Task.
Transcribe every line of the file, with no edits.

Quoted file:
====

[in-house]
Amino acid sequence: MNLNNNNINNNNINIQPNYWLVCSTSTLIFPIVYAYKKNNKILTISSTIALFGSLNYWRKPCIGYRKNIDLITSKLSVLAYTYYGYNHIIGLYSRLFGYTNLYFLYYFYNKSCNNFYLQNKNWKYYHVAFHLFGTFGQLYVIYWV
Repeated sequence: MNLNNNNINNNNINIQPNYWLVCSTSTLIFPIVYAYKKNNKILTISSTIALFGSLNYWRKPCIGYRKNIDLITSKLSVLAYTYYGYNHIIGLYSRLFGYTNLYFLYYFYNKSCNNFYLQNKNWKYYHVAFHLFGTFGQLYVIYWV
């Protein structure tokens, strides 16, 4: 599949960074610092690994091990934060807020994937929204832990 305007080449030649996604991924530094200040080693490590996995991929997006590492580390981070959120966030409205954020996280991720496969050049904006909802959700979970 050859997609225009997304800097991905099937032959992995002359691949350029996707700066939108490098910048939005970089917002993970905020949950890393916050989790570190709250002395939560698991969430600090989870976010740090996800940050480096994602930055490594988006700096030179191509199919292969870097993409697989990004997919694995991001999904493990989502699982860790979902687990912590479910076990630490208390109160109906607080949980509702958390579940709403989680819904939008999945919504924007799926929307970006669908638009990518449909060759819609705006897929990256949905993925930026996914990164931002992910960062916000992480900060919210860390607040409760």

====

[in-house]
Amino acid sequence: MNLNNNNINNNNINIQPNYWLVCSTSTLIFPIVYAYKKNNKILTISSTIALFGSLNYWRKPCIGYRKNIDLITSKLSVLAYTYYGYNHIIGLYSRLFGYTNLYFLYYFYNKSCNNFYLQNKNWKYYHVAFHLFGTFGQLYVIYWV
Repeated sequence: MNLNNNNINNNNINIQPNYWLVCSTSTLIFPIVYAYKKNNKILTISSTIALFGSLNYWRKPCIGYRKNIDLITSKLSVLAYTYYGYNHIIGLYSRLFGYTNLYFLYYFYNKSCNNFYLQNKNWKYYHVAFHLFGTFGQLYVIYWV
């Protein structure tokens, strides 16, 4: 599949960074610092690994091990934060807020994937929204832990 305007080449030649996604991924530094200040080693490590996995991929997006590492580390981070959120966030409205954020996280991720496969050049904006909802959700979970 050859997609225009997304800097991905099937032959992995002359691949350029996707700066939108490098910048939005970089917002993970905020949950890393916050989790570190709250002395939560698991969430600090989870976010740090996800940050480096994602930055490594988006700096030179191509199919292969870097993409697989990004997919694995991001999904493990989502699982860790979902687990912590479910076990630490208390109160109906607080949980509702958390579940709403989680819904939008999945919504924007799926929307970006669908638009990518449909060759819609705006897929990256949905993925930026996914990164931002992910960062916000992480900060919210860390607040409760």